Epidemiology and Social Impact of Gastrointestinal Disease

Although diseases of other organ systems (e.g., cardiovascular disease) may appear to be more dramatic illnesses with higher rates of morbidity and mortality, the overall impact of gastrointestinal (GI) disorders is often underestimated from both a biopsychosocial and a resource standpoint. Typically, diseases of the GI tract are misdiagnosed, mistreated, misunderstood, or missed altogether, ultimately leading to substantial psychological morbidity and tremendous direct and indirect expense. Digestive diseases cost an estimated $91 billion annually in U.S. health care costs, lost days from work, and premature deaths. More than 70 million Americans are diagnosed each year with disorders of the digestive tract, including gastroesophageal reflux disease, peptic ulcer disease, inflammatory bowel disease, GI cancers, motility disorders, hepatitis, cirrhosis, and food-borne illness (Foundation, 2009).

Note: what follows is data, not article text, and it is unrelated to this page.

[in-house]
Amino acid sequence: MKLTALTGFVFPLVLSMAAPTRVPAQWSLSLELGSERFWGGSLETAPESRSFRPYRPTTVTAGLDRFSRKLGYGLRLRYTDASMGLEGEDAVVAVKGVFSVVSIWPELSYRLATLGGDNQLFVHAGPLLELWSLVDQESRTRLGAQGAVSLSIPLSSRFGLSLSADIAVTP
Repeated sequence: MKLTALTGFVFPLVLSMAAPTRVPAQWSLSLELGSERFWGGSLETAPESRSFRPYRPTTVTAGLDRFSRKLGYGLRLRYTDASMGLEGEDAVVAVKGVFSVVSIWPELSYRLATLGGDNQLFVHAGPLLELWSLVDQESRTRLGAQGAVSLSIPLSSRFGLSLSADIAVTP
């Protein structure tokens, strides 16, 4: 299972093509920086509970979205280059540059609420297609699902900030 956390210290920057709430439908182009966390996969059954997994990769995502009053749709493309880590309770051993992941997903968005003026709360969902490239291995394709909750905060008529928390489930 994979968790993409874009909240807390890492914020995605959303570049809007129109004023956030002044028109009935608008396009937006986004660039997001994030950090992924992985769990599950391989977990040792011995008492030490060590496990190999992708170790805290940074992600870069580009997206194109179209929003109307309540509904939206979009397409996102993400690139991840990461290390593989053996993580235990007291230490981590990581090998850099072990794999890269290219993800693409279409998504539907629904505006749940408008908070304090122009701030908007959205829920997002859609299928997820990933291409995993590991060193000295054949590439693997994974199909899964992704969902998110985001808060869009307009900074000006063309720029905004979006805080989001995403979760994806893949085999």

This chapter serves as an overview of common GI diseases and disorders encountered in family medicine practices, encompassing both adult and pediatric populations. The most recent evidence-based diagnostic and therapeutic guidelines and reviews are highlighted, and radiographs, endoscopy photos, and video segments are integrated where applicable.

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